Find it hard to say no to your boss?
WHEN your boss hands out assignments at the start of the week, are you the one who says “yes” to everything and ends up being swamped?
“Whether someone is able to say ‘no’ is rooted in their personality structure,” notes Dr Peter Falkai, an executive board member of the German Association for Psychiatry, Psychotherapy and Psychosomatics (DGPPN).
It mainly has to do with the person’s capacity for empathy, he says: “Saying ‘no’ entails disappointing other people.”
In other words, the more someone cares about other people’s feelings, the harder it is for them to respond negatively.
The inability to say “no” isn’t a bad trait in itself. On the contrary, a well-functioning society is one in which people are sometimes willing to shoulder other people’s work.
However, some people’s willingness to do this is extreme, which means they’re constantly taken advantage of. Are you one of these people?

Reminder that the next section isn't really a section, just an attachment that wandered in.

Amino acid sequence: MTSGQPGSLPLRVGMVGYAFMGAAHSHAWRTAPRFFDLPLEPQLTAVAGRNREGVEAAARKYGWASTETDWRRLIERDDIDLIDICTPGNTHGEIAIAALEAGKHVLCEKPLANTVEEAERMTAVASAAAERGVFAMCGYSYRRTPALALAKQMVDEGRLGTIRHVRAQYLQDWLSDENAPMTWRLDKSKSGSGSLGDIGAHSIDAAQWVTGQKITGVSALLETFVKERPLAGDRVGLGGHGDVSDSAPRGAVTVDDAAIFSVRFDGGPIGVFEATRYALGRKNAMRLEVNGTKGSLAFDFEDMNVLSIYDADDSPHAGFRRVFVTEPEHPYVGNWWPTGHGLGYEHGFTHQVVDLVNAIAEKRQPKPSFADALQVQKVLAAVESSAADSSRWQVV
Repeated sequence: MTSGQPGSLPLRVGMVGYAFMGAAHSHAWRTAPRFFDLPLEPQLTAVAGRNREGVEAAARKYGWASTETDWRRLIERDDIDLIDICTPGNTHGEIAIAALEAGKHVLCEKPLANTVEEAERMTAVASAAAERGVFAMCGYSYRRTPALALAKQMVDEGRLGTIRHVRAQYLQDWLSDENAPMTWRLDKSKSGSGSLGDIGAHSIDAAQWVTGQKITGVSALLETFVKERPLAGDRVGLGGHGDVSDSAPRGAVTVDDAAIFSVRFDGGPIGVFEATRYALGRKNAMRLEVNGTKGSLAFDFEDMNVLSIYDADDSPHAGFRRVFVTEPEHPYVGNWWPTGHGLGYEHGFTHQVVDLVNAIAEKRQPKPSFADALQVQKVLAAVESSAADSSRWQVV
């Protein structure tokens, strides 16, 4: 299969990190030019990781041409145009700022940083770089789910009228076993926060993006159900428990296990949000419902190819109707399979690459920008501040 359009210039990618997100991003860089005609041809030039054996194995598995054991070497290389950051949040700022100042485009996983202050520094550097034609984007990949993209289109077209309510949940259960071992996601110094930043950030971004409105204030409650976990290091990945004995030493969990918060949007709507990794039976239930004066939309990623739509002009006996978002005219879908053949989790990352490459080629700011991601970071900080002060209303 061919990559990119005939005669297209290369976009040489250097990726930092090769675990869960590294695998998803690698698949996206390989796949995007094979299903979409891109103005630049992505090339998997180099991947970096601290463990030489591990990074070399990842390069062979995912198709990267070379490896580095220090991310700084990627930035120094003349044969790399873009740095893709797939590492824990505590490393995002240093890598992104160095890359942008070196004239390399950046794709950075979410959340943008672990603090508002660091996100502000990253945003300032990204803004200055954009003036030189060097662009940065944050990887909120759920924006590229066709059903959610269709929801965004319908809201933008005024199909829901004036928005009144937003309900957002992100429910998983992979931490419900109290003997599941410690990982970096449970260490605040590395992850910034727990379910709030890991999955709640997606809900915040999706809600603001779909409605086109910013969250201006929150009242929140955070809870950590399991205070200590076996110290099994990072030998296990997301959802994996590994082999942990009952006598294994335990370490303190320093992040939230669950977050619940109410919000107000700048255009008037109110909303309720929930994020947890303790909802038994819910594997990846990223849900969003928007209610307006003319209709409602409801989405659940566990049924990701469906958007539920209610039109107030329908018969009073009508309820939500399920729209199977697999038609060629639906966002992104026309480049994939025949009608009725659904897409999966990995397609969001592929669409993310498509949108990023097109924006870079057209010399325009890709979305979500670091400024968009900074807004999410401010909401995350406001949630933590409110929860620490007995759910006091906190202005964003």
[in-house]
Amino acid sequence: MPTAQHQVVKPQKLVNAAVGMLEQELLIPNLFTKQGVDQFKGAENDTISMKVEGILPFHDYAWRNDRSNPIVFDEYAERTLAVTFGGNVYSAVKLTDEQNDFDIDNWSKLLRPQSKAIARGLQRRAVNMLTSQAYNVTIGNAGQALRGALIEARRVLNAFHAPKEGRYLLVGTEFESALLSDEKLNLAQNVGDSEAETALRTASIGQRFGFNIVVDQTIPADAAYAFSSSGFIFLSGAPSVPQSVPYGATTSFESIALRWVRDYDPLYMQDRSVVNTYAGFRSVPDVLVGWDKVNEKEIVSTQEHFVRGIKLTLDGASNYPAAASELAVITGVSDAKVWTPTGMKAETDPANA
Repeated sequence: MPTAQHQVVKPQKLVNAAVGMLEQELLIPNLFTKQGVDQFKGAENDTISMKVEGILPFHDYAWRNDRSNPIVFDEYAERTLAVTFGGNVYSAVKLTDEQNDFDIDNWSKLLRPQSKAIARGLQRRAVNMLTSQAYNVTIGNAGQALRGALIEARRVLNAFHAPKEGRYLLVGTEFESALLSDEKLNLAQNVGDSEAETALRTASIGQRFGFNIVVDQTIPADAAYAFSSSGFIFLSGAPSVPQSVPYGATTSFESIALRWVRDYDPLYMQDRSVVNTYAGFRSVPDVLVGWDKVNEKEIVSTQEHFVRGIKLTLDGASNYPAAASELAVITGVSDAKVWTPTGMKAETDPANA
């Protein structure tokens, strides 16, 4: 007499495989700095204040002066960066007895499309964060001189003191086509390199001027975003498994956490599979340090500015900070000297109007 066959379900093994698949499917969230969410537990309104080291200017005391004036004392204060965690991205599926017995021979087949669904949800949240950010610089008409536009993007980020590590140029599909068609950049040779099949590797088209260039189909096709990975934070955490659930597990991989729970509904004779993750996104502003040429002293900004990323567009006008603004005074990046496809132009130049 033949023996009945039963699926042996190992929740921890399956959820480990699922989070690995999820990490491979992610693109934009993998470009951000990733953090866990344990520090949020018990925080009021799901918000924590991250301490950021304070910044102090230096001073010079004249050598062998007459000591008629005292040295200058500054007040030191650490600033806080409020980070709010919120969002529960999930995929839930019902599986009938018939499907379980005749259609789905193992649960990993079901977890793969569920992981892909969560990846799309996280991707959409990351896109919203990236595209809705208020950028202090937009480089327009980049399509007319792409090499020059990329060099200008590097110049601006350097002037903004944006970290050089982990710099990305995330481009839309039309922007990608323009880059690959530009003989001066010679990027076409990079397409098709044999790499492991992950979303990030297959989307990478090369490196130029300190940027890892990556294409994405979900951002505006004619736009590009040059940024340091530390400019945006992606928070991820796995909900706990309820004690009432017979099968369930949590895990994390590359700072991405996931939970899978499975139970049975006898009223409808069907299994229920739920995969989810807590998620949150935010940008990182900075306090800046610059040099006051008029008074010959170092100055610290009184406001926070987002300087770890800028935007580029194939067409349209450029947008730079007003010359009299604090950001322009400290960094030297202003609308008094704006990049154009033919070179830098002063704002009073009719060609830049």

To help determine whether or not you are, Falkai recommends imagining a three-legged stool. One leg stands for your job, another for your family and friends, and the third for your self.
“If your self is just a stub, the stool won’t stand,” Falkai says.
The question then is: “How do I grow my self?”
It takes practice, Falkai says. If a good friend asks you to mow his lawn for him, you might say, “Maybe, but let me check my calendar first.” This gives you time to consider whether the extra work is in fact too much for you.
If you train yourself in this way to occasionally turn people down, you’ll come to realise that it’s really not so hard after all – and that the people you say “no” to usually won’t hold it against you.
With sufficient practice, even the most inveterate “yes” people will eventually be able to say “no” when their boss wants to dump another assignment on them that they really don’t have time for. – dpa
The more someone cares about other people’s feelings, the harder it is for them to respond negatively, experts say. — SILVIA MARKS/dpa